As someone who spends a considerable amount of time on the road, in the air and on a tour bus with many different artists and many different tour managers, I can’t stress enough the importance of hiring a solid tour manager.
For those of you who are unfamiliar with what the role of a tour manager is, let me try to explain.
The tour manager is the glue that keeps the tour together. They are the designated adult and the one responsible for making things go as smoothly as possible when you’re on the road.
From world class tour directors doing stadium shows all the way to a friend of the artist who just wants the experience of being “on tour”.
Below are what the best tour managers have in common:
They’re calm under pressure
When things go wrong, they’re the one who takes the blame, they’re the ones who can be chopped. I’ve seen it happen.
When things are going right, they don’t really get a mention. When a hiccup occurs i.e Merchandise doesn’t reach the venue, it’s the tour managers job to deal with it.
When a press outlet overstays their welcome arrives at the venue and they aren’t on the list, it’s the tour managers job to deal with it. When the artist breaks up with their girlfriend 5 minutes before stage time, yes, you guessed it: tour managers problem.
The best tour managers I know act with a clear head and are willing to fix the problem by any means necessary. If something goes wrong, the tour manager never panics and is always proactive.
They plan everything well in advance
The age old saying of failing to prepare is preparing to fail is cliche but it couldn’t be more true. This applies to everything from the accomodation you’re staying in, the time it takes to get to the venue all the way to how you are being paid. A good tour manager will have everything agreed well in advance so that you can focus on the show.
As an independent Hip Hop artist, you might not be at the point in your career where a budget is available for hiring tour personnel. My first time on the road was with a local band who had a budget of nothing.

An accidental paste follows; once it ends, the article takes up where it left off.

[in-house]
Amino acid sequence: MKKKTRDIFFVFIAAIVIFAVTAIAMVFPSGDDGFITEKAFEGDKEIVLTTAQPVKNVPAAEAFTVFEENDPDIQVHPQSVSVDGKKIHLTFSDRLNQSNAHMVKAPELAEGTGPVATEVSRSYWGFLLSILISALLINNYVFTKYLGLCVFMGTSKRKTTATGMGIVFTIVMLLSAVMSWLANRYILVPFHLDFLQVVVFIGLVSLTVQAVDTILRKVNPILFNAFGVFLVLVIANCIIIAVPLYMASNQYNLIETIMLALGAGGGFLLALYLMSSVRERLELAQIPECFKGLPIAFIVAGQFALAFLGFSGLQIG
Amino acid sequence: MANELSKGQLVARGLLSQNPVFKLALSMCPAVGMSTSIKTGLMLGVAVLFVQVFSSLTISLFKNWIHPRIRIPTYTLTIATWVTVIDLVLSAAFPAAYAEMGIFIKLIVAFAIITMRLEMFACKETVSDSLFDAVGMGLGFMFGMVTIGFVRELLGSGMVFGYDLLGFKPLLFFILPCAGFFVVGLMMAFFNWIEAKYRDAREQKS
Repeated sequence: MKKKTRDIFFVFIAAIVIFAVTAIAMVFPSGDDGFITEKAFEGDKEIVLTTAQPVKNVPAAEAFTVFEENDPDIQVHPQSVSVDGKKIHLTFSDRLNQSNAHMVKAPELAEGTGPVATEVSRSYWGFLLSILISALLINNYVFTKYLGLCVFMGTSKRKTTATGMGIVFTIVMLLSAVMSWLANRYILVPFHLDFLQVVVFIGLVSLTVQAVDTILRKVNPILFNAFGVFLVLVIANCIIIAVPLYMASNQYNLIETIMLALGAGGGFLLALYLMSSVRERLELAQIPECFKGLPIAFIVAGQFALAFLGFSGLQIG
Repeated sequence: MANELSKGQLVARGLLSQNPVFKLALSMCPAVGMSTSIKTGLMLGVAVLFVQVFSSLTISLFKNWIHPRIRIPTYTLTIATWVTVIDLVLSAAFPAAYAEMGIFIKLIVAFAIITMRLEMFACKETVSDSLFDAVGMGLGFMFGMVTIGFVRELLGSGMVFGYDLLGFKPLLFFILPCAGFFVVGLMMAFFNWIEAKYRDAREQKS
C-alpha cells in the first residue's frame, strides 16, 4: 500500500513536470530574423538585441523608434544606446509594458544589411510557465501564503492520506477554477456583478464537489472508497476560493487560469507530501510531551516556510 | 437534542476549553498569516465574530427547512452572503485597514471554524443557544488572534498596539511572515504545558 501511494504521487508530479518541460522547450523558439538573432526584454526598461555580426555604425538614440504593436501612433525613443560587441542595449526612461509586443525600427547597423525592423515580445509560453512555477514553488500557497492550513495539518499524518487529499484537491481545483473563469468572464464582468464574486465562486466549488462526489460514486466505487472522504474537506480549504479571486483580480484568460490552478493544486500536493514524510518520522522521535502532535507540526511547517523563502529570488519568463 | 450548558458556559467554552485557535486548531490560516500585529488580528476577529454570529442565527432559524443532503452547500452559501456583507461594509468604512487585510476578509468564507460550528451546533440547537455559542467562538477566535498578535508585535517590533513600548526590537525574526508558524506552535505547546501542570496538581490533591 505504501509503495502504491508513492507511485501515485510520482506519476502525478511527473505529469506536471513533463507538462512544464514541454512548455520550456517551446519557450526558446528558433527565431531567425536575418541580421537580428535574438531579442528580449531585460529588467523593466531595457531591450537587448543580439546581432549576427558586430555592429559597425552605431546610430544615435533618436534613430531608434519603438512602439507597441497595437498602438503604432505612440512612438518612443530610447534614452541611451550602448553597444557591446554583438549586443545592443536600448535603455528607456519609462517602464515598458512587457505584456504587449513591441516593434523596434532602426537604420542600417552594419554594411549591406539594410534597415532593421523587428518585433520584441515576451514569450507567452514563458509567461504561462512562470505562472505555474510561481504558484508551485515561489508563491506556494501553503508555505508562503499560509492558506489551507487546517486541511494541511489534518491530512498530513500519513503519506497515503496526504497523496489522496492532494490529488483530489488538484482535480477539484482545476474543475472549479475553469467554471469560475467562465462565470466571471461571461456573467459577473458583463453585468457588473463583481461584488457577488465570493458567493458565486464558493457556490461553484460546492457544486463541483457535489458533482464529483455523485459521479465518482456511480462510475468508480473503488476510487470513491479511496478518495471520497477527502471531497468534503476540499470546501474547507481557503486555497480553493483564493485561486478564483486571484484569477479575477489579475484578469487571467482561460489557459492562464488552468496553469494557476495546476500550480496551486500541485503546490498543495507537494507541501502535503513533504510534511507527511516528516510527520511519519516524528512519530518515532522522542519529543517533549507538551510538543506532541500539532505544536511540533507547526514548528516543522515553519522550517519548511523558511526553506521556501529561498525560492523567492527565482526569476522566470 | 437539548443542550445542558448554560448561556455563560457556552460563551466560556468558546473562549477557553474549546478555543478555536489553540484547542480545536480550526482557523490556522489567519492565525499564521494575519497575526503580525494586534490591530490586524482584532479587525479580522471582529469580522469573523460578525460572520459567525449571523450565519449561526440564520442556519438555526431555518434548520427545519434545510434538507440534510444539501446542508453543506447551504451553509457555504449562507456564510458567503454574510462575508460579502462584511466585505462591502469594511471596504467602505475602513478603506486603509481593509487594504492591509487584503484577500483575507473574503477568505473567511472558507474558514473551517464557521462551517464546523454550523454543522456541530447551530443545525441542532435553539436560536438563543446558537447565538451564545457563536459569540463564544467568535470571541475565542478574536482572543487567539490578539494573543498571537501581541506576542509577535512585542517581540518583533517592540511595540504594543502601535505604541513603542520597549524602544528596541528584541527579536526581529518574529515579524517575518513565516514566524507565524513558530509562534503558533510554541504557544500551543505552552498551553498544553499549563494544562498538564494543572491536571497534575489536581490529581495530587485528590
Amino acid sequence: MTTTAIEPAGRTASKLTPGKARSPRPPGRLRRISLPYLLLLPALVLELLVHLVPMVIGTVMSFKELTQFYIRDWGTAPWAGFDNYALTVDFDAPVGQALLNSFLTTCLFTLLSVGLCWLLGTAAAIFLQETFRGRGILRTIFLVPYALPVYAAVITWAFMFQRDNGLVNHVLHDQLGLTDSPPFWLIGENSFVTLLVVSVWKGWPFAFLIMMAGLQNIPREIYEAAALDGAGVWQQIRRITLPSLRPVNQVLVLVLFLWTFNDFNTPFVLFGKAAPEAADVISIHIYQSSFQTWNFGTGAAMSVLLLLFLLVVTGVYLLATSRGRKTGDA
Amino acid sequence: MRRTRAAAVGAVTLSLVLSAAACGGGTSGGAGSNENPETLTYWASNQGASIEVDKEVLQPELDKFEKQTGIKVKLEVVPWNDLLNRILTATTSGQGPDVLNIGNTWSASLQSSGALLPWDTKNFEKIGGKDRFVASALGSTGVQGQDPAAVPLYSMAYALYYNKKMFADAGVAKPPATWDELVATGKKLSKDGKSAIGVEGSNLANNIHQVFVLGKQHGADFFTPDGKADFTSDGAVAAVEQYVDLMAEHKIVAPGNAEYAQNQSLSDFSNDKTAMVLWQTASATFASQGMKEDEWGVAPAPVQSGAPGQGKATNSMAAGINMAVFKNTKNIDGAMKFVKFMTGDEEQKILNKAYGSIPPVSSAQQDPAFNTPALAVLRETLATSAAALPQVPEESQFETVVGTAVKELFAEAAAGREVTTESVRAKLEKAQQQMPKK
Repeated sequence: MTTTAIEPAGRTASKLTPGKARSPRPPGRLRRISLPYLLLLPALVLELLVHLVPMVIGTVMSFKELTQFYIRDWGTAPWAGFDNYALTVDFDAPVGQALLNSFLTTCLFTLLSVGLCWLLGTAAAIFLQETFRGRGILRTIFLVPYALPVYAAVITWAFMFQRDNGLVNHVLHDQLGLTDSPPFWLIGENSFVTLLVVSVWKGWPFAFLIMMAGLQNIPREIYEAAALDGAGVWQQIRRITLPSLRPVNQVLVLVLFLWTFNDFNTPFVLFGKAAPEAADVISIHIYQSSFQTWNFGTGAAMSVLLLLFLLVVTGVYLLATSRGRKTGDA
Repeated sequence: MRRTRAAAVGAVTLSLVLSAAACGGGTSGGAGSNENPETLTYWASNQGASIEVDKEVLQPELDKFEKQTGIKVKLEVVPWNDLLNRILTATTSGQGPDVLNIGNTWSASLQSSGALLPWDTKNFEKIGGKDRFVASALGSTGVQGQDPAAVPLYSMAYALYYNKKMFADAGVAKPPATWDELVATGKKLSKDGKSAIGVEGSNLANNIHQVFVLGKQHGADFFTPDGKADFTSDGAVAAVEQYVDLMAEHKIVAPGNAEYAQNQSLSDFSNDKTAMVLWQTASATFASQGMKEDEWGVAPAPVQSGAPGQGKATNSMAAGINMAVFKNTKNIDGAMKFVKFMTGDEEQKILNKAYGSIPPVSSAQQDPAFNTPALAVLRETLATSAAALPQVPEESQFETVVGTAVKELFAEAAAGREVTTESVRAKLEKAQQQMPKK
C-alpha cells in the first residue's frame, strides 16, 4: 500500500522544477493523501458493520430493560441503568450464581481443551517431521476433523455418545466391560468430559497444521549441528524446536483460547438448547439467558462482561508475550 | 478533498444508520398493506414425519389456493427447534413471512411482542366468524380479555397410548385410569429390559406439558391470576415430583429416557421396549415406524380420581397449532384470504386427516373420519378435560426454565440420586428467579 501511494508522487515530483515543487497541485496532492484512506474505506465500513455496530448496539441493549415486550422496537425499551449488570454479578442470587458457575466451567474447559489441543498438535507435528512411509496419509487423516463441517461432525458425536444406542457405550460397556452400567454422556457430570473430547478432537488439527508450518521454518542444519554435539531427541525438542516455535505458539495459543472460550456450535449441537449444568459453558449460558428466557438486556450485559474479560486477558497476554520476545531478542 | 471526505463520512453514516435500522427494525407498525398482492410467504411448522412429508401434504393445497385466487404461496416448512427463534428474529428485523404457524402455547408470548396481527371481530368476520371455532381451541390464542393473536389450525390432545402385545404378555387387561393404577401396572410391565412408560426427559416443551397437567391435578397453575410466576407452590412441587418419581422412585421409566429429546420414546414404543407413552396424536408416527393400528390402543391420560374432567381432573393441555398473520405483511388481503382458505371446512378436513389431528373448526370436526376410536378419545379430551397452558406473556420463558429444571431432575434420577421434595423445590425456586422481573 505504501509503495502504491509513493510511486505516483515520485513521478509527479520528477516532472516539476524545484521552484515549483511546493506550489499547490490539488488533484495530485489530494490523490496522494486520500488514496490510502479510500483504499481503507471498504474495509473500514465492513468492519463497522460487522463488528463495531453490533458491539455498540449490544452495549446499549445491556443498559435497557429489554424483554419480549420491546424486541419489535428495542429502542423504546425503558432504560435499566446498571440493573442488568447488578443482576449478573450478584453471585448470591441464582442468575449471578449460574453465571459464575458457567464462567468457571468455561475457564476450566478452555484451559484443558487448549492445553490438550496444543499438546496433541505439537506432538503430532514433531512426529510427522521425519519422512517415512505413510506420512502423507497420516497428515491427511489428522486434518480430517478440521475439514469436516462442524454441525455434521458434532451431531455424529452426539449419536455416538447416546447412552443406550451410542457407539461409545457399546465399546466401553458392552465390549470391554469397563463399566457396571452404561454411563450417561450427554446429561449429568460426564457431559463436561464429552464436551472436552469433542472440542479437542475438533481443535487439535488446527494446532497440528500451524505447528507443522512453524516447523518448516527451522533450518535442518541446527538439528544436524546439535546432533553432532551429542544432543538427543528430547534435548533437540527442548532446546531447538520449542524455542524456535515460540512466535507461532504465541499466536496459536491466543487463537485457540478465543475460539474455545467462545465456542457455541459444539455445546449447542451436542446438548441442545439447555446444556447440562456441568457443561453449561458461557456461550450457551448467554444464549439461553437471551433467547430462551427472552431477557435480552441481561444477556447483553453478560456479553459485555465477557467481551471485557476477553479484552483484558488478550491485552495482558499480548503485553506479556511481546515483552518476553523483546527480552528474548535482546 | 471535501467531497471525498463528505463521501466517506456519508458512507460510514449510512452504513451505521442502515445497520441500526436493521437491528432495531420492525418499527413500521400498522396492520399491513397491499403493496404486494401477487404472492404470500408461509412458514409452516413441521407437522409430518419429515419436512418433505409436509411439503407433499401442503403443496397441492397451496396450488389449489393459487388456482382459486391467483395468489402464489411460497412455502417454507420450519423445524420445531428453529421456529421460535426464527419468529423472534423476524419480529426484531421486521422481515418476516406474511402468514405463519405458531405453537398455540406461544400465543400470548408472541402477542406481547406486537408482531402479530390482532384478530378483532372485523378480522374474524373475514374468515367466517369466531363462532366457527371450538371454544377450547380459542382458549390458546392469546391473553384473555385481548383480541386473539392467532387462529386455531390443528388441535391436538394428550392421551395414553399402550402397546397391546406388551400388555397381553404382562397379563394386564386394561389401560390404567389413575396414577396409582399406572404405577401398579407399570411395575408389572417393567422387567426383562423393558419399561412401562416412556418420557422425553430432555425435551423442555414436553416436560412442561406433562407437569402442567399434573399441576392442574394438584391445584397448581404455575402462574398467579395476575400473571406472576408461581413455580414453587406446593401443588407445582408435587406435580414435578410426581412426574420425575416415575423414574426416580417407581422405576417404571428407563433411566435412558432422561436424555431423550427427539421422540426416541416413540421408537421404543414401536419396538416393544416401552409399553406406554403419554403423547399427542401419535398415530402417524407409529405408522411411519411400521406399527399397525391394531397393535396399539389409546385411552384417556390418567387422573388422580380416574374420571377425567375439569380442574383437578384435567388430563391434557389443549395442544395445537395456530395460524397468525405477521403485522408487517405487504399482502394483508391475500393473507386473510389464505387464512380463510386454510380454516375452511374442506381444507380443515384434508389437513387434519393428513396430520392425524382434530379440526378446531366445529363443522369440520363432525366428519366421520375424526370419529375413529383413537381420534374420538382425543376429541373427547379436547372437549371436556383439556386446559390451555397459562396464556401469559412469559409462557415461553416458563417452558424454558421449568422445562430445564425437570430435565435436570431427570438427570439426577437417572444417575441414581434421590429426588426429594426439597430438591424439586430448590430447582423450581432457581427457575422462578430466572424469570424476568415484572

The singer had an old van and to gain experience I managed them for free. I would email everyone I could find to help book them shows, I would plan the travel, advance their rider (bottled water and some sandwiches where possible) yet it was still very fun and rewarding (apart from the van breaking down every trip, sleeping on the floor and sometimes playing a 60 minute show to the bar staff).
A tour manager at this level needs to be someone who can double up on their duties. Not every artist has the budget for a 6 person entourage. When I was tour managing for the first time I would take care of the following:
Merchandise – I would count in the merchandise, liaise with the venue on their merch cut and always try to negotiate it down, set up the stall and then man it whilst the show went on, after the show I would stand outside trying to sell it, then count it up and pack it back in the van.
Videographer – Before I was filming with established artists, I would literally use a phone camera to try and capture the best moments. I’d shoot an intro with the band on the way to the gig, capture some live footage and try to get some fan interaction where possible.
The quality wasn’t high and but any content is better than no content at this point and it’s crucial to keep your online following in the loop.
Socials – When we had down time, I made sure to keep on top of their social media. I would check out for the hashtag of the city we were playing.
For eg. #NewJersey would give us a live view of what everyone in the city was doing at that moment. I would like tweets from certain people and the people in our target market that I think could possibly enjoy the show would be given a link to the event page & sometimes even free tickets.
It didn’t always make a drastic impact but in this day and age, it’s easier than ever to promote yourself, why not use the free tools we have access to.
It might not sound fair – however at this point in your career you don’t have the budget for a big entourage making the hotel, transport & food bill bigger. This is your gig. You’re footing the bill for it.
You’re much better off paying someone that bit extra to do 2 jobs than paying 2 people at this stage.
So next time you’re planning on hitting the road just make sure that you’ve got the right people around you.
Whether you’re starting out and you have a trusted friend who you can rely on to put the work in or you’re further along and have the budget to hire a professional tour manager. You will see the benefits of having an a solid TM in your corner.
This is a guest post by Harry Parslow, Creative Director of TourLife. Headquartered in Somerset, England, TourLife work closely with clients across the globe on everything touring related. They produce tour video for some of the world’s leading acts along with photography, tour management, merchandising & transport.